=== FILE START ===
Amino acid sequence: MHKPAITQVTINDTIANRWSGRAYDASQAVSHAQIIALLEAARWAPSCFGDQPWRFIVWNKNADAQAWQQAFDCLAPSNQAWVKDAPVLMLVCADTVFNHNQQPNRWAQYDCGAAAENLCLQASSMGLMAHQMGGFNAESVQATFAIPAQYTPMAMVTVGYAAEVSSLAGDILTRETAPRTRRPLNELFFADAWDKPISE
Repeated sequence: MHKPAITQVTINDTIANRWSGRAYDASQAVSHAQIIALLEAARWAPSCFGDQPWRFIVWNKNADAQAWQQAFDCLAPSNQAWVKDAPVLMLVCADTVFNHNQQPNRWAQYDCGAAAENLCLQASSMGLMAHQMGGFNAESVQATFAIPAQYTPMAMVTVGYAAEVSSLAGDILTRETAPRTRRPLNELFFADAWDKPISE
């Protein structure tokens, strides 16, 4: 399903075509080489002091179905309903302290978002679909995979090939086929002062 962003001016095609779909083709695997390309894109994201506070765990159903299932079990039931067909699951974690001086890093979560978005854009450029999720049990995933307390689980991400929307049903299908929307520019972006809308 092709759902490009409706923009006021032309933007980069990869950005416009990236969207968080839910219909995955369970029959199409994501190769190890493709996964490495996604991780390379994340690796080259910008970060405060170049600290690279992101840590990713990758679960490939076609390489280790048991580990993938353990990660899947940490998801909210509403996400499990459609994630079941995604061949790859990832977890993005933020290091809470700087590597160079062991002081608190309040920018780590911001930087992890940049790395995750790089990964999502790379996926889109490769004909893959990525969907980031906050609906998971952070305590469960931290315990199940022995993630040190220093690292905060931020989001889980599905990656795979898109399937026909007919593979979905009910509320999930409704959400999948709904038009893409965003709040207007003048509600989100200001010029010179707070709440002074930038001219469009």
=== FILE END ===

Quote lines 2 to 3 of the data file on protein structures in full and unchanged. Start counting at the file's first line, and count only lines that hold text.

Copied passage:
Repeated sequence: MHKPAITQVTINDTIANRWSGRAYDASQAVSHAQIIALLEAARWAPSCFGDQPWRFIVWNKNADAQAWQQAFDCLAPSNQAWVKDAPVLMLVCADTVFNHNQQPNRWAQYDCGAAAENLCLQASSMGLMAHQMGGFNAESVQATFAIPAQYTPMAMVTVGYAAEVSSLAGDILTRETAPRTRRPLNELFFADAWDKPISE
């Protein structure tokens, strides 16, 4: 399903075509080489002091179905309903302290978002679909995979090939086929002062 962003001016095609779909083709695997390309894109994201506070765990159903299932079990039931067909699951974690001086890093979560978005854009450029999720049990995933307390689980991400929307049903299908929307520019972006809308 092709759902490009409706923009006021032309933007980069990869950005416009990236969207968080839910219909995955369970029959199409994501190769190890493709996964490495996604991780390379994340690796080259910008970060405060170049600290690279992101840590990713990758679960490939076609390489280790048991580990993938353990990660899947940490998801909210509403996400499990459609994630079941995604061949790859990832977890993005933020290091809470700087590597160079062991002081608190309040920018780590911001930087992890940049790395995750790089990964999502790379996926889109490769004909893959990525969907980031906050609906998971952070305590469960931290315990199940022995993630040190220093690292905060931020989001889980599905990656795979898109399937026909007919593979979905009910509320999930409704959400999948709904038009893409965003709040207007003048509600989100200001010029010179707070709440002074930038001219469009």